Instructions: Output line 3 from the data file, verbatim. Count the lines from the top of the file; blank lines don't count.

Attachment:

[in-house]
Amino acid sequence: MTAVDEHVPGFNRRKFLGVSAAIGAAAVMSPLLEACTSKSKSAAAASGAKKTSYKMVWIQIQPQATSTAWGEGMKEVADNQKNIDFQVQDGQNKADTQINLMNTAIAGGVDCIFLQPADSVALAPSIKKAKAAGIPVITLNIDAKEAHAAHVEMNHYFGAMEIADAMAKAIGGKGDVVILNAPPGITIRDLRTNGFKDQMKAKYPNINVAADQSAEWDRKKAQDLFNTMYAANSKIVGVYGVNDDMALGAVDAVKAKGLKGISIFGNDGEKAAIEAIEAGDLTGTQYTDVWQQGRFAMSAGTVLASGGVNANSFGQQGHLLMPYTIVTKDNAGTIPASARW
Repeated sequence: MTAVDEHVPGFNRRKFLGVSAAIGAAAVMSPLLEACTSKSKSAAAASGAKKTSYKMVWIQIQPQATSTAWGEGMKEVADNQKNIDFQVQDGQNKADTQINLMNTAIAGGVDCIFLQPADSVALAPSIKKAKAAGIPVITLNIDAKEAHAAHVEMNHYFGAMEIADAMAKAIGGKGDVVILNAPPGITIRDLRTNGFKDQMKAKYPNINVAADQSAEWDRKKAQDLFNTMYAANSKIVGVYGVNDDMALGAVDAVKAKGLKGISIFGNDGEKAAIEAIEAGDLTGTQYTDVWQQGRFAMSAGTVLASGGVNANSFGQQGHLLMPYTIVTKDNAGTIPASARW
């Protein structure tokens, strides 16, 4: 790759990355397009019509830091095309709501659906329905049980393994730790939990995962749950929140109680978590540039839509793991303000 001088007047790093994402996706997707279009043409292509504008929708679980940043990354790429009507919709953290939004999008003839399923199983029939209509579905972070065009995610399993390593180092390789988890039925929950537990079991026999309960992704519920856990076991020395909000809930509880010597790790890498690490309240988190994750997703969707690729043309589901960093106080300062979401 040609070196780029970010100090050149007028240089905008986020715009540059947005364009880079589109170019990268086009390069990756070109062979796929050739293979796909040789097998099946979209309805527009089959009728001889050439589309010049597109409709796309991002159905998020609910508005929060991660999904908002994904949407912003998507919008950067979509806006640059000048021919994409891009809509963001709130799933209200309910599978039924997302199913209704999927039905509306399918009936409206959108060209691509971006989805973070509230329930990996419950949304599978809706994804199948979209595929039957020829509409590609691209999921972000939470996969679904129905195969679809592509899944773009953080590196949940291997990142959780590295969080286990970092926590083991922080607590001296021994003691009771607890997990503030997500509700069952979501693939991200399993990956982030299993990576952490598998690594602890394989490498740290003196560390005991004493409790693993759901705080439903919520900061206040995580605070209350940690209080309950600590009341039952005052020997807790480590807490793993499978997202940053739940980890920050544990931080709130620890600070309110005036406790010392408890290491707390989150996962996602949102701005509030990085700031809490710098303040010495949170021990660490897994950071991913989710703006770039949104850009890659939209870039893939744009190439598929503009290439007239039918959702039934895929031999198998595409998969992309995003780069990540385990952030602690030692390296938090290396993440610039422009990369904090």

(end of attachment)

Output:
Repeated sequence: MTAVDEHVPGFNRRKFLGVSAAIGAAAVMSPLLEACTSKSKSAAAASGAKKTSYKMVWIQIQPQATSTAWGEGMKEVADNQKNIDFQVQDGQNKADTQINLMNTAIAGGVDCIFLQPADSVALAPSIKKAKAAGIPVITLNIDAKEAHAAHVEMNHYFGAMEIADAMAKAIGGKGDVVILNAPPGITIRDLRTNGFKDQMKAKYPNINVAADQSAEWDRKKAQDLFNTMYAANSKIVGVYGVNDDMALGAVDAVKAKGLKGISIFGNDGEKAAIEAIEAGDLTGTQYTDVWQQGRFAMSAGTVLASGGVNANSFGQQGHLLMPYTIVTKDNAGTIPASARW